Only an all-too-knowing rendition of that traditional olde-English folk staple 'Cum on Feel The Noize' fails to fully convince, the sheer audacity of the idea rather better in the end than its actual delivery.

Quite what the purists and the old beardies will make of this, heaven only knows.


Cate Brothers
Cate Brothers
Price: 15.19

9 of 9 people found the following review helpful
4.0 out of 5 stars At long last, this little gem makes it to CD, 4 Jan 2010
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This review is from: Cate Brothers (Audio CD)
Considering the immeasurable volume of sheer dross manufactured and released on CD each year it's little short of criminal that it's taken more than three decades for Earl & Ernie Cate's sparkling debut to achieve a digital release. But no matter, it's better late than never. Well done Wounded Bird.

The Cate Brothers recorded four albums for the Asylum label in the US in the mid-to-late seventies, and this first one was the best of the lot featuring a stellar line-up of guest musicians including Steve Cropper and Levon Helm. After the lengthy hiatus that followed, they eventually resumed recording in the nineties but the results were unspectacular and largely forgettable.

An appetizing blend of r&b, country and rock, this album showcases the brothers' songwriting and performing talents to the full on some truly memorable tunes, the best of which include "Union Man" (a UK single back in the day, if I remember correctly), "When Love Comes", the reggae-influenced "Time for Us" and "Standing On A Mountain Top" and the achingly gorgeous ballads "Always Waiting" and "Easy Way Out".

With this first release, the Cates set themselves what proved an impossibly high standard that they never subsequently managed to emulate, although at times they came close. Of all the Cate Brothers releases, this is definitely the one to own.
Comment Comments (2) | Permalink | Most recent comment: Mar 23, 2011 10:39 PM GMT


By A Thread
By A Thread
Price: 13.41

11 of 11 people found the following review helpful
4.0 out of 5 stars You Gotta Get Behind The Mule, 4 Jan 2010
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This review is from: By A Thread (Audio CD)
Comfortably the Mule's best studio album, "By A Thread" touches all their familiar bases and then some. It's a work of remarkable variety and maturity which never loses sight of the band's southern rock roots.

Proceedings start with a bang, the rocking 'Broke Down On The Brazos' given one mighty turbo charge by ZZ Top's Billy Gibbons - his most blistering guitar work in recent memory. 'Any Open Window' also keeps the pedal to the metal whilst other highlights include the grimy sleazy blues of 'Inside Outside Woman Blues #3', 'Railroad Boy' - a Warren Haynes arrangement of a traditional English murder ballad and the jazz-rock / psychedelic 'Scenes From A Troubled Mind'. There's even room for a gentle ballad 'Forevermore' providing colour and texture to a strong and well-balanced set that shows a band unafraid of stepping outside its comfort zone.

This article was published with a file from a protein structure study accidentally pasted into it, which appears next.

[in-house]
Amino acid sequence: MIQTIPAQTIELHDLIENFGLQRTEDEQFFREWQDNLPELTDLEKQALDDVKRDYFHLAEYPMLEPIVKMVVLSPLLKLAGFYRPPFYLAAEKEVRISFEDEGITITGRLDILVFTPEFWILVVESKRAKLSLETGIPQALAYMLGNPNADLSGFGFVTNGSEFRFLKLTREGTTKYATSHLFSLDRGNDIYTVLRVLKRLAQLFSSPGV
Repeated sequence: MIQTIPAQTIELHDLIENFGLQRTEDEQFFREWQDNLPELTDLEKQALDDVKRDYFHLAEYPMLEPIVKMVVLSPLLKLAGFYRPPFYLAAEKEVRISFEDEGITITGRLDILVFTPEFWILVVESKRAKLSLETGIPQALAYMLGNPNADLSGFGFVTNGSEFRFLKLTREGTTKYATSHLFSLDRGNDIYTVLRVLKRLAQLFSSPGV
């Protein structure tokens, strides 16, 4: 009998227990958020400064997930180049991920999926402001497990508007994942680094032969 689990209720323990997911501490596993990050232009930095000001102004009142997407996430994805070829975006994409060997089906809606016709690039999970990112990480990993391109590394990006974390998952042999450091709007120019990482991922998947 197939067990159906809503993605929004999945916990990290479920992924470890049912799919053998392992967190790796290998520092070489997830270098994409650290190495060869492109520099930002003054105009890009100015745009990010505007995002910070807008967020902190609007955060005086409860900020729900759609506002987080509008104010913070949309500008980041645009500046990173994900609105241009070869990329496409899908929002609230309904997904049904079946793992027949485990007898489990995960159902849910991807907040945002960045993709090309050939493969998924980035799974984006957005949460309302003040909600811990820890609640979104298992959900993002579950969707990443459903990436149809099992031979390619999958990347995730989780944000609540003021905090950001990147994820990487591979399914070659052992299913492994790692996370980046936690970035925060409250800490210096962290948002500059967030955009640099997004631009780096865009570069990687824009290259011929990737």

Clearly, this particular mule can still pack quite a kick.


Under A Mojito Moon
Under A Mojito Moon
Price: 5.94

1 of 1 people found the following review helpful
3.0 out of 5 stars We Gotta Get Back (with Kenny Loggins), 23 Dec 2009
This review is from: Under A Mojito Moon (MP3 Download)
Of all the bands substantially greater than the sum of their parts, Loggins & Messina are surely one of the most notable examples.

And yet, despite two hugely successful reunion tours during the last four years the prospect of a new L&M album appears as frustratingly remote as ever. Which is puzzling, given that Loggins' solo output has become increasingly more formulaic and uninspiring as time has gone by whilst Jimmy Messina's solo career never meaningfully got off the ground in the first place.

This latest solo release from Messina, his first for over thirteen years and his first new material for a generation, is as enigmatic as ever. After all that time, only six tracks? And two of them re-recordings of old songs?

In terms of style, the record is a throwback to the Cuban / Latin feel of Messina's debut solo offering 'Oasis' and it's a genre he's clearly comfortable with, the multi-instumentalist content this time with just an acoustic flamenco guitar, which by the way he plays beautifully.

There are no real surprises; the record immediately settles into a laid-back Cuban shuffle which it maintains through to the end. And if the lyrics aren't exactly compelling they do complement the music, the band is tight and the set is sympathetically produced. The title track is the best of the new tunes, whilst (predictably) the revisited 'Keep Me In Mind' is the album's overall standout, perhaps even trumping the original Loggins & Messina version. Messina's expressive solo guitar on this tune is an undiluted joy, even if Larry Sims did sing it better.

But the retread of 'We Gotta Get Back', Messina's co-write with Doobie Brother Pat Simmons which originally appeared on Messina's 'One More Mile' album in the early 1980s, seems utterly pointless and adds nothing at all to the original. Is Jimmy so short of new songs that this could ever have seemed like a worthwhile idea?

The album is actually tagged 'Under a Mojito Moon Part 1' which suggests that there may be more to come, but quite frankly this is just a sideshow. We continue to wait (and hope) for the main event.

Three and a half stars.


Bourbon Soaked Gypsy Blues Bop'N'Stroll
Bourbon Soaked Gypsy Blues Bop'N'Stroll
Price: 15.99

4 of 5 people found the following review helpful
4.0 out of 5 stars Basically, a Ronseal album, 14 Dec 2009
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An album perfectly described by its title, this is a good-natured full-throated balkan-influenced knees-up. An unashamedly theatrical and brazenly vaudevillian entertainment conjuring up images of a debauched travelling show for your delectation and delight. If you can imagine Shane MacGowan getting it down with DeVotchka you won't be too wide of the mark.

Standout tracks include the infectious rock n' roll romp 'Always Out', 'No Bail Blues' 'Getting Hot Going Down' and, best of all, 'Stole My Dog' - a bitterly sardonic reflection on a failed romantic relationship.